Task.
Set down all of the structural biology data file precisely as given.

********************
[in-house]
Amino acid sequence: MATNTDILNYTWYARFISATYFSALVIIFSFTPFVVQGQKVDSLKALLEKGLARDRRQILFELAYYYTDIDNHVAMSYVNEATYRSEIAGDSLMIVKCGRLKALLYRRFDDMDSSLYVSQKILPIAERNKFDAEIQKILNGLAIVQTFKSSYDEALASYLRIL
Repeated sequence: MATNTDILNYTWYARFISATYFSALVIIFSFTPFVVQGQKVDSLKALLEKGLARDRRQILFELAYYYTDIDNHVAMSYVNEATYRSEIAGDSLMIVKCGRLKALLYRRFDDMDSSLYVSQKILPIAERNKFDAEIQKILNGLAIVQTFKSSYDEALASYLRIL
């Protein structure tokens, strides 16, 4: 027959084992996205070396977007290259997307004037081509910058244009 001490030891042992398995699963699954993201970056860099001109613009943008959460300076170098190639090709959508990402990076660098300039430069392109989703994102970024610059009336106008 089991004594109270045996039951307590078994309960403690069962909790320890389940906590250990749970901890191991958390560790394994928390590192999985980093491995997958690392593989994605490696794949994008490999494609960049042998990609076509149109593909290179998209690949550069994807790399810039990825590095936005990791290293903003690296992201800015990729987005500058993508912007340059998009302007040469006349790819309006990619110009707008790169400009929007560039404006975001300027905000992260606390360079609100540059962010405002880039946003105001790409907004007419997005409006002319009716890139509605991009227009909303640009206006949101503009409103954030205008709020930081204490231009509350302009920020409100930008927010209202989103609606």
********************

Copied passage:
[in-house]
Amino acid sequence: MATNTDILNYTWYARFISATYFSALVIIFSFTPFVVQGQKVDSLKALLEKGLARDRRQILFELAYYYTDIDNHVAMSYVNEATYRSEIAGDSLMIVKCGRLKALLYRRFDDMDSSLYVSQKILPIAERNKFDAEIQKILNGLAIVQTFKSSYDEALASYLRIL
Repeated sequence: MATNTDILNYTWYARFISATYFSALVIIFSFTPFVVQGQKVDSLKALLEKGLARDRRQILFELAYYYTDIDNHVAMSYVNEATYRSEIAGDSLMIVKCGRLKALLYRRFDDMDSSLYVSQKILPIAERNKFDAEIQKILNGLAIVQTFKSSYDEALASYLRIL
């Protein structure tokens, strides 16, 4: 027959084992996205070396977007290259997307004037081509910058244009 001490030891042992398995699963699954993201970056860099001109613009943008959460300076170098190639090709959508990402990076660098300039430069392109989703994102970024610059009336106008 089991004594109270045996039951307590078994309960403690069962909790320890389940906590250990749970901890191991958390560790394994928390590192999985980093491995997958690392593989994605490696794949994008490999494609960049042998990609076509149109593909290179998209690949550069994807790399810039990825590095936005990791290293903003690296992201800015990729987005500058993508912007340059998009302007040469006349790819309006990619110009707008790169400009929007560039404006975001300027905000992260606390360079609100540059962010405002880039946003105001790409907004007419997005409006002319009716890139509605991009227009909303640009206006949101503009409103954030205008709020930081204490231009509350302009920020409100930008927010209202989103609606």